Photographers speak out on Edgar Martins


Architecture, General Photography

While I am waiting for further clarifications from Edgar Martins on the NY Times Magazine kerfuffle (don’t worry, they will come), Alan Rapp (a photography and architecture book editor - who, for example, edited the BLDGBLOG book) talked to four architectural photographers about the complex.

You really want to read the full piece, but here are some key quotes: “In the case of Martins, who probably does not see himself as being bound by ‘journalistic standards of truth’ […] ended up being commissioned by a magazine that is often a lightning rod for those who question the veracity of popular news media. Simply, a very poor choice on his part added to his being published in one of the most sensitive and visible media outlets. If his images had shown up in an architectural magazine, this controversy probably would have never materialized. If these images had shown up in fine art architectural book or on a gallery wall, the mirrored and partially duplicated parts of the images would have been seen as part of the artist’s intention. The discussion would then have focused on fictional narratives and the inherent meaning of what was intended by the photographer.” (Alex Fradkin)

“The manipulation of commercial architectural images has become so commonplace that almost no other views of architecture are visible in our culture. […] I don’t believe that a photojournalistic standard of truth can be applied to commercial architectural photography. To do so would make it unsustainable economically for the majority of those employed as architectural photographers. So you can’t get architectural photographers to shoot the truth. As recently proven by Edgar Martins, you can’t expect a fine artist to tell the truth. I suppose you could get a photojournalist to shoot the truth but then perhaps, it becomes more about social context than about the architecture itself. In any case, all three of these [kinds of] photographers can produce a version of the reality. Whichever one of the three is considered more truthful largely depends upon the inherent values of the particular audience involved.” (Tim Griffith)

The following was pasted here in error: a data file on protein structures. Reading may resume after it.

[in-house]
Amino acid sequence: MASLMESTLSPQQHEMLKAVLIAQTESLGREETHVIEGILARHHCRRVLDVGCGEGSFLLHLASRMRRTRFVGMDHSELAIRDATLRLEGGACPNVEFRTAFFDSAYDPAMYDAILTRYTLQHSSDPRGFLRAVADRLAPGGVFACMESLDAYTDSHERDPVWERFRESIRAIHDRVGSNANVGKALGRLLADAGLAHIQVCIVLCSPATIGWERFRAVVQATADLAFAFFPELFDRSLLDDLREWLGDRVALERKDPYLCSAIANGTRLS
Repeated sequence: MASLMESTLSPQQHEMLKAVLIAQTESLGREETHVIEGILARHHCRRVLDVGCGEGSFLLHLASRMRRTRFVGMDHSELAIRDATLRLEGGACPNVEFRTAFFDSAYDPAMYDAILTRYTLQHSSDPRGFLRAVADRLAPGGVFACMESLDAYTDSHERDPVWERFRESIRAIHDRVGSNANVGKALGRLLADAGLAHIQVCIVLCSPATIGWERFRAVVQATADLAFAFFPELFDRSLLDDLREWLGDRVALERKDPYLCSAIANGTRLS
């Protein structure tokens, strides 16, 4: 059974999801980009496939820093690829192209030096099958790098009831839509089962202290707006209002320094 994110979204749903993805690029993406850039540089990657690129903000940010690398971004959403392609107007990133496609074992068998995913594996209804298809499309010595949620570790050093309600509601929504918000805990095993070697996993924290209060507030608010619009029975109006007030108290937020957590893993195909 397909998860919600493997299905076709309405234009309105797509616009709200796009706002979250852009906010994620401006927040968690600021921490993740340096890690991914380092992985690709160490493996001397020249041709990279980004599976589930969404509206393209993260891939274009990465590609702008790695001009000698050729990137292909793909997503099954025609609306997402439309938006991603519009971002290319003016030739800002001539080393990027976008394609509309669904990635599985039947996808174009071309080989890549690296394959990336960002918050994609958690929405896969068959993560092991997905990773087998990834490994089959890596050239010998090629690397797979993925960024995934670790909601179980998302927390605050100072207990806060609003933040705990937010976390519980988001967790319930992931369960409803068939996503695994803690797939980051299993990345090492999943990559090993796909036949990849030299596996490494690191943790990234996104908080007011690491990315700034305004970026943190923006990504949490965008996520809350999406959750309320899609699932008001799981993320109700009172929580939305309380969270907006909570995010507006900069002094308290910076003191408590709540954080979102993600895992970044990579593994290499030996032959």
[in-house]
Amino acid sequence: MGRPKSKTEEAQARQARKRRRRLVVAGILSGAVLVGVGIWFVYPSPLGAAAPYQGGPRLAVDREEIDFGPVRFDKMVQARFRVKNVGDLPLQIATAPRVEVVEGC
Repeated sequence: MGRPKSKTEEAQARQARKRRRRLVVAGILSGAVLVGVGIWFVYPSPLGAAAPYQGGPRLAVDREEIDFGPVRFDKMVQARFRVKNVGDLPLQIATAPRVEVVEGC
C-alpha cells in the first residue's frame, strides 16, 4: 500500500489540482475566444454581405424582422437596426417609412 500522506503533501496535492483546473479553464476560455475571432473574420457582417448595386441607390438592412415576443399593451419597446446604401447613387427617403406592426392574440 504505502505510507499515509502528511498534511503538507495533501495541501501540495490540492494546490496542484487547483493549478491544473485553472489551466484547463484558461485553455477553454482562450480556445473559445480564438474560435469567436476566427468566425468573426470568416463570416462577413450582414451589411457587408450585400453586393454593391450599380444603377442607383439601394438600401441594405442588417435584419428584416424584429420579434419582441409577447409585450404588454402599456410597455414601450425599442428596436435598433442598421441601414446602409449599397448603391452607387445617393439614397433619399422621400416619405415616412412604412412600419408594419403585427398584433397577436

“What bothers me about the whole Martins thing goes back to taste and judgment — Martins’ but more especially the NYT people. Surely [this is] very embarrassing for them (the digital work is very sloppy), but they are the ones who seem to want it both ways. Maybe we can finally rethink the whole notion of having so-called ‘fine art photographers’ do editorial work. It’s a devil’s bargain and almost always a dismal outcome for each side (editor and photographer) in my opinion. If Martins is a ‘fine art photographer,’ then oughtn’t he be afforded wide latitude in his strategies and the kinds of images he makes? If so, then why is NYT hiring him for ‘journalistic’ work?” (Mark Luthringer)

“There is no such thing as photographic truth, in architectural photography or any other kind of photography for that matter.” (David Maisel)